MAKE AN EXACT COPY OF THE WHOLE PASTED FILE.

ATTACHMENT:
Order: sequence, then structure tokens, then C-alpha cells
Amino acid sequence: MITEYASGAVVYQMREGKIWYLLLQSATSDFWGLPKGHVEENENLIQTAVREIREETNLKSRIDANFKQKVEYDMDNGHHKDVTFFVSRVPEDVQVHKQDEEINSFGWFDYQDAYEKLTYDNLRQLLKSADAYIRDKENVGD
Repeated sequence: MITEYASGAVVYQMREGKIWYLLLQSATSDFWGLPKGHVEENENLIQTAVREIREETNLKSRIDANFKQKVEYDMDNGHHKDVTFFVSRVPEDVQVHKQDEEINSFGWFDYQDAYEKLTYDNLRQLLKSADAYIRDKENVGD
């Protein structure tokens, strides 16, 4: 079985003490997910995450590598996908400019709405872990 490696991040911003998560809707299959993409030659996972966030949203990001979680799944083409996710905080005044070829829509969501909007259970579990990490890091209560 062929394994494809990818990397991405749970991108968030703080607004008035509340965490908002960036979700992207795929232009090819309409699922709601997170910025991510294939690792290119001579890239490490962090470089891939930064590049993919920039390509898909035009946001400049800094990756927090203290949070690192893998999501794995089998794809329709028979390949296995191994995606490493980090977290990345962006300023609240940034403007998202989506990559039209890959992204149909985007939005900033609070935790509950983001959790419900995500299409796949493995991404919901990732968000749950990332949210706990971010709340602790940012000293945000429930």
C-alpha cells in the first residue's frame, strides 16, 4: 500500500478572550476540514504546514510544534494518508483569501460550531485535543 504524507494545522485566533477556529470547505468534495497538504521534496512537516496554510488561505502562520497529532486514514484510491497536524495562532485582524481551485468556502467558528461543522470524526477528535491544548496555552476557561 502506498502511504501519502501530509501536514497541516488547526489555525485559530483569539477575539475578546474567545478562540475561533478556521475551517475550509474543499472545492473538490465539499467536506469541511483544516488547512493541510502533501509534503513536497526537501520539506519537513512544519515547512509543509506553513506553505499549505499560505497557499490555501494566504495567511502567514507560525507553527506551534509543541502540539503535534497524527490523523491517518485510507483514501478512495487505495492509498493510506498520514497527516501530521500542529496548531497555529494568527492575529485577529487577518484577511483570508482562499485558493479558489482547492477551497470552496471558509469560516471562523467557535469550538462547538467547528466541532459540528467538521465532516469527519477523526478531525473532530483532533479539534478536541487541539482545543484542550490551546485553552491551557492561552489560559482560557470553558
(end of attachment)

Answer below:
Order: sequence, then structure tokens, then C-alpha cells
Amino acid sequence: MITEYASGAVVYQMREGKIWYLLLQSATSDFWGLPKGHVEENENLIQTAVREIREETNLKSRIDANFKQKVEYDMDNGHHKDVTFFVSRVPEDVQVHKQDEEINSFGWFDYQDAYEKLTYDNLRQLLKSADAYIRDKENVGD
Repeated sequence: MITEYASGAVVYQMREGKIWYLLLQSATSDFWGLPKGHVEENENLIQTAVREIREETNLKSRIDANFKQKVEYDMDNGHHKDVTFFVSRVPEDVQVHKQDEEINSFGWFDYQDAYEKLTYDNLRQLLKSADAYIRDKENVGD
């Protein structure tokens, strides 16, 4: 079985003490997910995450590598996908400019709405872990 490696991040911003998560809707299959993409030659996972966030949203990001979680799944083409996710905080005044070829829509969501909007259970579990990490890091209560 062929394994494809990818990397991405749970991108968030703080607004008035509340965490908002960036979700992207795929232009090819309409699922709601997170910025991510294939690792290119001579890239490490962090470089891939930064590049993919920039390509898909035009946001400049800094990756927090203290949070690192893998999501794995089998794809329709028979390949296995191994995606490493980090977290990345962006300023609240940034403007998202989506990559039209890959992204149909985007939005900033609070935790509950983001959790419900995500299409796949493995991404919901990732968000749950990332949210706990971010709340602790940012000293945000429930």
C-alpha cells in the first residue's frame, strides 16, 4: 500500500478572550476540514504546514510544534494518508483569501460550531485535543 504524507494545522485566533477556529470547505468534495497538504521534496512537516496554510488561505502562520497529532486514514484510491497536524495562532485582524481551485468556502467558528461543522470524526477528535491544548496555552476557561 502506498502511504501519502501530509501536514497541516488547526489555525485559530483569539477575539475578546474567545478562540475561533478556521475551517475550509474543499472545492473538490465539499467536506469541511483544516488547512493541510502533501509534503513536497526537501520539506519537513512544519515547512509543509506553513506553505499549505499560505497557499490555501494566504495567511502567514507560525507553527506551534509543541502540539503535534497524527490523523491517518485510507483514501478512495487505495492509498493510506498520514497527516501530521500542529496548531497555529494568527492575529485577529487577518484577511483570508482562499485558493479558489482547492477551497470552496471558509469560516471562523467557535469550538462547538467547528466541532459540528467538521465532516469527519477523526478531525473532530483532533479539534478536541487541539482545543484542550490551546485553552491551557492561552489560559482560557470553558